Artists sometimes take three years to do a project and put their heart and soul into it, so as a host, you’re not just going to say, “Tell me about the album”. You’re going to ask intellectual questions and do research about the album. Understand what the A&R did, why the cover looks the way it does, and what the inspiration was, and you’ll also be sensitive to the work because artists are very sensitive about their craft. So all these elements really made my demo stand out.
In terms of music, your earlier style was joyful house music, but you recently released the Amapiano track. Can you walk us through the evolution of your music?
I started creating music with DJ Franky, a house DJ, and that’s how my song “Good Times” came about. But I had already created my own music, a house song. I subsequently went on to do hip-hop tracks with KO. My husband, Zakes, who was the head of A&R at the time, was the one who persuaded me to sing the song. So that is how I got into hip-hop.
Let’s chat about your New York Fashion Week debut. Showcasing your collection in color is a once-in-a-lifetime opportunity for most South Africans. How did that happen to you? And will there be another showcase soon? What are your current thoughts on African fashion?
People don’t talk about how difficult the fashion industry is. To begin with, we do not have adequate government assistance. So we have private clients, primarily in New York. If I could only provide one piece of advice to aspiring fashion designers, it would be to create bespoke pieces and cultivate a fan base. I also want to thank Dr. Motsepe. She also served as an excellent mentor to me, and she helped us grasp the business of fashion.
Black is King
You worked on Black is King with Beyonce. How was that experience? And would you say it opened more doors for you and solidified your career, both as a musician and actress?
Working alongside someone I had grown up watching was a full-circle moment for me. But it’s funny because I feel like I manifested that moment. I told my husband when I was eight months pregnant, “I’m going to work with Beyonce.” It happened a year later. She asked me to play the role of Nala, which I believe is amazing. What I admire about her is that she is the hardest-working person I know; she simply wants the job done. She is also very humble about her work and is always on top of her game.
The fact that she allowed us access to her team is admirable. I’m still quite close to several people at Parkwood. I’m not the only one; the likes of Rich Mnisi and Trevor Stuurman, who’ve worked with her, are also still very much close to Parkwood. That just goes to show her generosity. The opportunities I’ve received from the film are amazing. Through that role, I was signed to one of the biggest agencies, M88 (Macro Management), and for those who don’t know the variety of individuals at Macro, it’s people like Michael B. Jordan and Taraji P. Henson—and that’s all thanks to Beyonce.
You and your husband have built this musically oriented family with the two of you eig artists, do you hope that your kids will be musically gifted?
They’ll be anywhere they want to be, and only God knows where that will lead them in terms of trajectory. My son received an award this week for being the kindest kid, and for me, that’s the most important thing. So I minimize all the other career topics. My daughter’s teachers are complimenting her on how sweet she is. That is more significant.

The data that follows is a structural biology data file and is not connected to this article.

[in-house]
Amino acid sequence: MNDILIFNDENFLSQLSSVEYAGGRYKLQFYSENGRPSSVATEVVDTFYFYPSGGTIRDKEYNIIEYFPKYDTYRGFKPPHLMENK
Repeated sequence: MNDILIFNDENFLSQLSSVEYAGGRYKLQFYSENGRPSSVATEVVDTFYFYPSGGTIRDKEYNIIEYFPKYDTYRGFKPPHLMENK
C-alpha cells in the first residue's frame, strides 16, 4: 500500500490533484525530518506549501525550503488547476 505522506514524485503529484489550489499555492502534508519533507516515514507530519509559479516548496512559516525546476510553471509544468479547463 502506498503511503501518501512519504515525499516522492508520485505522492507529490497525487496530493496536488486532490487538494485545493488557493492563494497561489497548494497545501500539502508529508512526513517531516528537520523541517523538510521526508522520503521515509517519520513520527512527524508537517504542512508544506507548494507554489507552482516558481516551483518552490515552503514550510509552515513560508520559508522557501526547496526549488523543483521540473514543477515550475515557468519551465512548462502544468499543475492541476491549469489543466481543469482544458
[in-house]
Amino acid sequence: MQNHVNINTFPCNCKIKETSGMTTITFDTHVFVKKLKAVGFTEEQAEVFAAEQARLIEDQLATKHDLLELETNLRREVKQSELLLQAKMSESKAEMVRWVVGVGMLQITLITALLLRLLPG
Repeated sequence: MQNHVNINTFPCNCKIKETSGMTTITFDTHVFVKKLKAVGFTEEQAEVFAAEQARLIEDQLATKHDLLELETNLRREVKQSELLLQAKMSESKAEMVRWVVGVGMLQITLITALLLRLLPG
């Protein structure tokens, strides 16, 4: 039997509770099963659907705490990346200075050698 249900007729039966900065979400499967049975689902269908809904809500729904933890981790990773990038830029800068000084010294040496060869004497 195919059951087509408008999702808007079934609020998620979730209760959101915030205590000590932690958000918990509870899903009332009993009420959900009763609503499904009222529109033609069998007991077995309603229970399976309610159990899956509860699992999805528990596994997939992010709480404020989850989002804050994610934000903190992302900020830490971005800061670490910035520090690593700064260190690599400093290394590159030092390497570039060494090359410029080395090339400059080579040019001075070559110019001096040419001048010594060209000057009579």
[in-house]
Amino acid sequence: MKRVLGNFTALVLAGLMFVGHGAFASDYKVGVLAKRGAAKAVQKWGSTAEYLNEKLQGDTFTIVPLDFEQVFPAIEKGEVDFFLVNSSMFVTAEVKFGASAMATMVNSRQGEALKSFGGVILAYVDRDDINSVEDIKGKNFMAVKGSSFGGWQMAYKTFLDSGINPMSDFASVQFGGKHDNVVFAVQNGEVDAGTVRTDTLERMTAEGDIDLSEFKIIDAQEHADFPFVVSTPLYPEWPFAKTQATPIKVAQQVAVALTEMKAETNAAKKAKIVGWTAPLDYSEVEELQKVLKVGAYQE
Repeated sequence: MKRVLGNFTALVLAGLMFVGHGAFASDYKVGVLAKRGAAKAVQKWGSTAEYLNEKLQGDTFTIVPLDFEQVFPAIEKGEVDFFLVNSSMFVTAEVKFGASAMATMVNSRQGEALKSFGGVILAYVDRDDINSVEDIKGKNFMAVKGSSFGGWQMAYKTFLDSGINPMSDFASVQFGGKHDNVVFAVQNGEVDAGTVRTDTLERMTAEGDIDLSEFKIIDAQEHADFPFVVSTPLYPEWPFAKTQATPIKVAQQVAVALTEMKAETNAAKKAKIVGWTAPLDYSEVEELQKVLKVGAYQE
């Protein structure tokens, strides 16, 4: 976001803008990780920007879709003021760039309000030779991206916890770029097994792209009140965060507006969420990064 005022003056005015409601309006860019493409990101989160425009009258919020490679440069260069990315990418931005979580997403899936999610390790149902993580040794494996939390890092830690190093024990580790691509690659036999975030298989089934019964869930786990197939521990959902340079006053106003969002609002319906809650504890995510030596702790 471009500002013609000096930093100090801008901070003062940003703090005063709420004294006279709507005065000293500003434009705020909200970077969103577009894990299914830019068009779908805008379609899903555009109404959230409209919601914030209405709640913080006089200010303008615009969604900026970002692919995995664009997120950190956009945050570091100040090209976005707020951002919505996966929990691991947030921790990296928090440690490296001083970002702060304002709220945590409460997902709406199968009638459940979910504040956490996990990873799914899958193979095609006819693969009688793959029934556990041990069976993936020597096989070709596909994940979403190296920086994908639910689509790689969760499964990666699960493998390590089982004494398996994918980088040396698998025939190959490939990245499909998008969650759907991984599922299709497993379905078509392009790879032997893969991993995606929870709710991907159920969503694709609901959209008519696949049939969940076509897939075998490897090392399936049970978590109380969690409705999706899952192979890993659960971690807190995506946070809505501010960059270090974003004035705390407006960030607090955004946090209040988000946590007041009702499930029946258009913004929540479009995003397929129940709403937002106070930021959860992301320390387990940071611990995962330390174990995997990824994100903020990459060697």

Let’s get into your husband winning a Grammy Award this year for Best Global Music Performance; that was such a huge milestone. How is he feeling about it? And now, for you as an artist, how important is that representation, especially coming from your husband?
My husband and his colleagues put in a lot of effort, so this has been a long time coming. He began on a long-term basis, graduating in jazz and launching his own record label, signing a local South African artist at the age of 23. He eventually became an artist himself. He’s been able to survive diversity because music has always been his base; he plays and creates his own songs. Many individuals are unaware that the Grammys are not the Billboard Awards. The Grammys are really music-oriented; it’s not about gimmicks, and I believe that’s why it’s such a significant honor. He is continually looking for ways to hone his craft, and he respects it. Whether the song is a hit or not, it’s all about the craft for him, and I don’t think there’s anyone more deserving.
Mention five songs that are currently your favorites.
Charm By Rema, Uavailale By Davido and Musa Keys, Ya Yuppii Ya By Uncle Waffles, Tyler ICU, Adekunle Gold & Zinoleesky’s “Party No Dey Stop.
What are some of the projects that you’re currently working on?
So I’m going to be collaborating with Dikayl Rimmasch, who is one of the directors of Black is King. I’m also working on another project, but I can’t talk about it because of NDAs. I’m also signed with a three-artist agency, a talent agency on Sunset Boulevard in Los Angeles. And, as I previously stated, a lot happened after Black is King, and I’ve been quite blessed to have possibilities. So, absolutely, the film is the next kind of realm. It’s a very exciting one.
What sets Nandi apart as a global personality is her unwavering commitment to utilizing her influence for the greater good, particularly in advocating for women and female empowerment. As a Global Citizen advocate, she actively promotes gender equality and advocates for sexual and reproductive health rights. Nandi’s dedication to these causes is evident through her active participation in ground-breaking international women’s rights conferences, including the Nairobi Summit in Kenya. Her efforts serve as a powerful force in advancing the rights and well-being of women worldwide.
Nandi enjoys listening to music, playing the piano, meditating, and spending time with her family in her spare time. The star splits her time between Johannesburg, South Africa, and Los Angeles, CA, with her husband and kids.